Braving Rejection

I recently read somebody’s short musings about having spent too much time overthinking what she says, so rather than simply speaking her mind and openly expressing her feelings she does not take the time to speak her truth as often as she could or perhaps should. How many of us choose not to speak because we are not sure of our words or how we will be received? How many times have you…

Held back a compliment because you felt the words you had were not quite up to expressing your admiration or you were afraid it would not be received the way you desired?

Held off on telling someone how much you care for them or are attracted to them because you didn’t think the time was right, you didn’t think they would requite your affection, or you thought of some other reason to avoid speaking up, something about the two of you being too-one-thing or not-enough-of-something-else?

Held back on speaking your mind when someone has crossed a line or behaved poorly toward you so as not to be the one to seem a toad?

Held your tongue at work when you felt a meeting or plan heading in the wrong direction?

Kept quiet when you saw someone being wronged because you didn’t want to be seen as “that” person, the tattletale, the snitch?

In all of these it is so much easier to say nothing than it is say something, especially when you’re too busy overthinking your words or trying to guess how they will be received.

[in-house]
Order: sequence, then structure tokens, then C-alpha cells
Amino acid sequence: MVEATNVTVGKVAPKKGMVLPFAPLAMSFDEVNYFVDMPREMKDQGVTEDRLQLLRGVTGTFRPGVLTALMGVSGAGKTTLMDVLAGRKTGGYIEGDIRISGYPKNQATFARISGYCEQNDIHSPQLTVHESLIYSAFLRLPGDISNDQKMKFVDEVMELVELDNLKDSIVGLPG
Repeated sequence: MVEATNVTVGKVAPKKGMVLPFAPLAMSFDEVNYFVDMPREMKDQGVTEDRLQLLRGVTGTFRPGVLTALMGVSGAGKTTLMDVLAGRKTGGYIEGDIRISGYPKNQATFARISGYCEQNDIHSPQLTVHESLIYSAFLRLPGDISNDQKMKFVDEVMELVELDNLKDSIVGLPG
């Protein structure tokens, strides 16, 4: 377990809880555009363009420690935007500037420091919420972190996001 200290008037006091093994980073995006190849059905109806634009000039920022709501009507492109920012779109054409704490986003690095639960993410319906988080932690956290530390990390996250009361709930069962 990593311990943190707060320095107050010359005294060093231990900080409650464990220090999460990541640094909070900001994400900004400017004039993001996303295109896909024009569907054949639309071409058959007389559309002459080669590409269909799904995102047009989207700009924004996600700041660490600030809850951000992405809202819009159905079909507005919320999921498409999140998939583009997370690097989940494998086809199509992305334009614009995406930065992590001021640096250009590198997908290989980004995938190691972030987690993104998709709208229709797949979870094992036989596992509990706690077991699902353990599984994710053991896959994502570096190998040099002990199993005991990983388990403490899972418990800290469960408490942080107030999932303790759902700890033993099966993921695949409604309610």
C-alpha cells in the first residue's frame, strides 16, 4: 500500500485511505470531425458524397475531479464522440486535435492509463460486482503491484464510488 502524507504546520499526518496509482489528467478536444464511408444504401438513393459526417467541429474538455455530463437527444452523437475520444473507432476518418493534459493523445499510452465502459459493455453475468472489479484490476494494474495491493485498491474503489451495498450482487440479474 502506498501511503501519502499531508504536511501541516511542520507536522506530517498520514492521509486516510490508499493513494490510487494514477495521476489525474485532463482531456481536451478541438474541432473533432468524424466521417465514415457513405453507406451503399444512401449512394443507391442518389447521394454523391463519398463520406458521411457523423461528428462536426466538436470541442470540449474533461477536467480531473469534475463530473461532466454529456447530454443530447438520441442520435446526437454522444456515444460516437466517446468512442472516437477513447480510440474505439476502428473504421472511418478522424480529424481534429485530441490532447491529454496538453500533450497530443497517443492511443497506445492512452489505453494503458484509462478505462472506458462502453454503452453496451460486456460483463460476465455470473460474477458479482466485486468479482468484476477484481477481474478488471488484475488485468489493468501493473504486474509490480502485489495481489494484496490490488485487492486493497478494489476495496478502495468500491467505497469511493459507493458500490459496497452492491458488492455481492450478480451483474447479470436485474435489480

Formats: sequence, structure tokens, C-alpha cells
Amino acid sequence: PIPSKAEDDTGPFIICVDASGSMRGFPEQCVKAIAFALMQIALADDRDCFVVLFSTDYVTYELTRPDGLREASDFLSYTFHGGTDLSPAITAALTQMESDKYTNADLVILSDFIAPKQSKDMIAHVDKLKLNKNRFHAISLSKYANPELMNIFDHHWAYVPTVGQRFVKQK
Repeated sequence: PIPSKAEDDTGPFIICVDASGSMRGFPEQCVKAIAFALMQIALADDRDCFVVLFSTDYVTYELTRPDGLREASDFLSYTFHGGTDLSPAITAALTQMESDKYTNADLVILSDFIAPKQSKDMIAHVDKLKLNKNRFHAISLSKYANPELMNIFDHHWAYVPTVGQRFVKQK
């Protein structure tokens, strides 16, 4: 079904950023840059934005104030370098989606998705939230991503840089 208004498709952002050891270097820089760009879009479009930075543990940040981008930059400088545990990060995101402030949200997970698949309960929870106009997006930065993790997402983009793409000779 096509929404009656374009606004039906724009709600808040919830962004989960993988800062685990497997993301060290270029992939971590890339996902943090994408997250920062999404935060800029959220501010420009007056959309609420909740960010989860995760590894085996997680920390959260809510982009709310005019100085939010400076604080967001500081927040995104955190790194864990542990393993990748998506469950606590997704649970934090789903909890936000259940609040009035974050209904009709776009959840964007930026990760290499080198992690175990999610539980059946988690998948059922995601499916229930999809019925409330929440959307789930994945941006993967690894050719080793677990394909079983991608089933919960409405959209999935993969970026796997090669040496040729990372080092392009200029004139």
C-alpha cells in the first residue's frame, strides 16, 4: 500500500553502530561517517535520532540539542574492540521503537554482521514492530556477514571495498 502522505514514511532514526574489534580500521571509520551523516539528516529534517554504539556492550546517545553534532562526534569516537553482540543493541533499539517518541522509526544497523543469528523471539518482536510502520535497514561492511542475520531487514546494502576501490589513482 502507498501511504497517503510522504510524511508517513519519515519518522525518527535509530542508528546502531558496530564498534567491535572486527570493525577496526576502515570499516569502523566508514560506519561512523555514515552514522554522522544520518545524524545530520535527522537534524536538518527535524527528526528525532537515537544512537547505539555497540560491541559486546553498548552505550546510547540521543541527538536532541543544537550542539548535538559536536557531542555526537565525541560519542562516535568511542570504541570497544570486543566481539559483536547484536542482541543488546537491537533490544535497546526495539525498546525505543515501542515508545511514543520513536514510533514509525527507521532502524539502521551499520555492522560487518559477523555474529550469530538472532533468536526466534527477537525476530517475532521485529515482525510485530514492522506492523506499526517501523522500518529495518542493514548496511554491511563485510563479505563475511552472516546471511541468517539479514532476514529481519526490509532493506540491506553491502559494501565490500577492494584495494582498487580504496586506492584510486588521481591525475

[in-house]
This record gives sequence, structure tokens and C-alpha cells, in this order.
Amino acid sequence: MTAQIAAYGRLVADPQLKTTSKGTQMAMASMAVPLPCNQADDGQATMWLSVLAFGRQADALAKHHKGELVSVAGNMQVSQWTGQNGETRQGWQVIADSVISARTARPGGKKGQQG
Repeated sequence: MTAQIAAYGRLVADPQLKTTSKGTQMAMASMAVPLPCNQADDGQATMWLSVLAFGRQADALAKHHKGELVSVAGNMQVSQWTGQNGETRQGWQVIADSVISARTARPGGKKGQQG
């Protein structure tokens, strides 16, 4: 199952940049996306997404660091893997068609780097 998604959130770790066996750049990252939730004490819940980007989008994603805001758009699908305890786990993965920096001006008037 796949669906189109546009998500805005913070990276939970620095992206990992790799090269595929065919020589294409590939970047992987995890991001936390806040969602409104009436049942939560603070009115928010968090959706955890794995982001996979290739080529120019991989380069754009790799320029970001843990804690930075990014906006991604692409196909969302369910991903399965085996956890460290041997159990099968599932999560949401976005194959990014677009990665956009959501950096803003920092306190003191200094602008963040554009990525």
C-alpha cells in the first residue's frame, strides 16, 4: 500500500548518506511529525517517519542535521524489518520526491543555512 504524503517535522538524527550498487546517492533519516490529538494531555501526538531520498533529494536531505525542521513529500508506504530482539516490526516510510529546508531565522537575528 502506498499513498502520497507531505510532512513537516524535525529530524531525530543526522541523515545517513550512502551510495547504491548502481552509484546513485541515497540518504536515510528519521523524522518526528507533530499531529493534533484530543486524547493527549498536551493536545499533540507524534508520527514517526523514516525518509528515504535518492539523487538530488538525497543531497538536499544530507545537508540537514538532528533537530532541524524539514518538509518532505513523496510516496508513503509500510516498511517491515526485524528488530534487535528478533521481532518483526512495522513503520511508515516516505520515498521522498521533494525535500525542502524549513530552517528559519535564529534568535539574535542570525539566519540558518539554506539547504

I’ve been told once or twice that I’m rather forward and cheeky, which I’m usually also told is refreshing. I believe I am my happiest when I’m the most authentic and that authenticity comes from truth. That’s where my forwardness comes from: being authentic.

What could be more authentic then speaking your truth to someone?

I think oftentimes what stops us from speaking our truths and letting our feelings be known is a fear that the words we have are not the right words: they’re not eloquent enough, witty enough, smart enough, clear enough, strong enough, thought out enough… just “not enough”. But this “not enough” mindset comes from insecurity and fear, and letting yourself be stopped by this fear is limiting your ability to have meaningful interactions and relationships with those you encounter daily and those in your close circle.

What is the worst that could happen if you do choose to speak your “not quite enough” words?

You need to rephrase your statement? You rephrase things all the time. You find out the person you care about doesn’t feel the same toward you? Now you can move on. The person who keeps crossing you doesn’t stop? Now you can take a firmer approach. The person you’re complimenting doesn’t receive you kindly? No skin off your nose. Are any of these things really terrible? Are they bad enough to make it reasonable to avoid speaking up?